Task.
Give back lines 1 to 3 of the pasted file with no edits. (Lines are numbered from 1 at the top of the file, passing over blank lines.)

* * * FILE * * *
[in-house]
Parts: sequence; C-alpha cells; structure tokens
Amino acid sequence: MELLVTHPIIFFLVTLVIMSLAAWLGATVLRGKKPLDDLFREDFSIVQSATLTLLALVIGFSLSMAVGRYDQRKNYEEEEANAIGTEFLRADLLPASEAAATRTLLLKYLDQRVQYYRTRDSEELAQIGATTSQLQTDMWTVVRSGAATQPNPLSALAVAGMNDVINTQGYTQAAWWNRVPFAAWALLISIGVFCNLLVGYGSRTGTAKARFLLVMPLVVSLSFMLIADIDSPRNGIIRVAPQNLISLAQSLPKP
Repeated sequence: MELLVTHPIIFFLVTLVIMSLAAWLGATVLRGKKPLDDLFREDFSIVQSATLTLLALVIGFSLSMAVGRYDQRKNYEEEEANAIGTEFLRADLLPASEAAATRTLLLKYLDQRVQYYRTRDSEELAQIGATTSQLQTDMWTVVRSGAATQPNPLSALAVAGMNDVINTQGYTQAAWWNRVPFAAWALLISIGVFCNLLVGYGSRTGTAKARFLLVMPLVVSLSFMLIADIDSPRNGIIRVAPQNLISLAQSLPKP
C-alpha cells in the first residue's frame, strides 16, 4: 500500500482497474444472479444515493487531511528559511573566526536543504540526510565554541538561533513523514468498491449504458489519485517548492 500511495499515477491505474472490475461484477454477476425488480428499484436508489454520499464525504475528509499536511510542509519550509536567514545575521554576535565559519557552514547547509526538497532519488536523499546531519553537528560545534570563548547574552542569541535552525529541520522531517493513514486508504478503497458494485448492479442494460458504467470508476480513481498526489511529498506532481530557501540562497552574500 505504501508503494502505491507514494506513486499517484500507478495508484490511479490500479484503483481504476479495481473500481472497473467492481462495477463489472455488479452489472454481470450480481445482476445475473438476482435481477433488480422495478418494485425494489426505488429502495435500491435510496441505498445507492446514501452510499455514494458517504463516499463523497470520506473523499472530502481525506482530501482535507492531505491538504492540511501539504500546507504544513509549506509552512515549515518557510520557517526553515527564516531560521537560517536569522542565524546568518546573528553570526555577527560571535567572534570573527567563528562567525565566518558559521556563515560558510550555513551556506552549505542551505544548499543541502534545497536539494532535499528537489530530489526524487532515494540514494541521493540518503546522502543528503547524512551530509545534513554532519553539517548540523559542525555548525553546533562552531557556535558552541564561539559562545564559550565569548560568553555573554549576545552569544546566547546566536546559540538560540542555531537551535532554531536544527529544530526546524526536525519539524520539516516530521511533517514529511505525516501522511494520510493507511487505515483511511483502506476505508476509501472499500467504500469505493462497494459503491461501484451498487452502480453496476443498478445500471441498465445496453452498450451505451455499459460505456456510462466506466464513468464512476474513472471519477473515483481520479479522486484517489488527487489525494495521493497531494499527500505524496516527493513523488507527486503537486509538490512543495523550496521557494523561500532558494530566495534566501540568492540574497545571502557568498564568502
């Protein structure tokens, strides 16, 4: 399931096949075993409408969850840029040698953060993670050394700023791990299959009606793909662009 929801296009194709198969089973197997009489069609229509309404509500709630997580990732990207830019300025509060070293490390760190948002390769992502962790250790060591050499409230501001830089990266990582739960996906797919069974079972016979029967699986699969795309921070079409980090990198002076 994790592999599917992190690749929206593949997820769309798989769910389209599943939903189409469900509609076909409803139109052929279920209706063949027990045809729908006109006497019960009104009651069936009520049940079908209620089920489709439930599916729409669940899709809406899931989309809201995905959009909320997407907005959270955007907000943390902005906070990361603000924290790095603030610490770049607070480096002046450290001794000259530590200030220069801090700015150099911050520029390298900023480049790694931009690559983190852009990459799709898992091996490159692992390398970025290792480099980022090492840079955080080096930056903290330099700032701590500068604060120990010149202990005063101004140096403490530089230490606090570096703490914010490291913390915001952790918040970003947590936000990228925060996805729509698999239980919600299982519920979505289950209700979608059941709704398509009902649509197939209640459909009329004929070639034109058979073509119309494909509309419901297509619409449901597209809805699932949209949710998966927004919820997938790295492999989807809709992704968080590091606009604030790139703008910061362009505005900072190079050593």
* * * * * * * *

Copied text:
[in-house]
Parts: sequence; C-alpha cells; structure tokens
Amino acid sequence: MELLVTHPIIFFLVTLVIMSLAAWLGATVLRGKKPLDDLFREDFSIVQSATLTLLALVIGFSLSMAVGRYDQRKNYEEEEANAIGTEFLRADLLPASEAAATRTLLLKYLDQRVQYYRTRDSEELAQIGATTSQLQTDMWTVVRSGAATQPNPLSALAVAGMNDVINTQGYTQAAWWNRVPFAAWALLISIGVFCNLLVGYGSRTGTAKARFLLVMPLVVSLSFMLIADIDSPRNGIIRVAPQNLISLAQSLPKP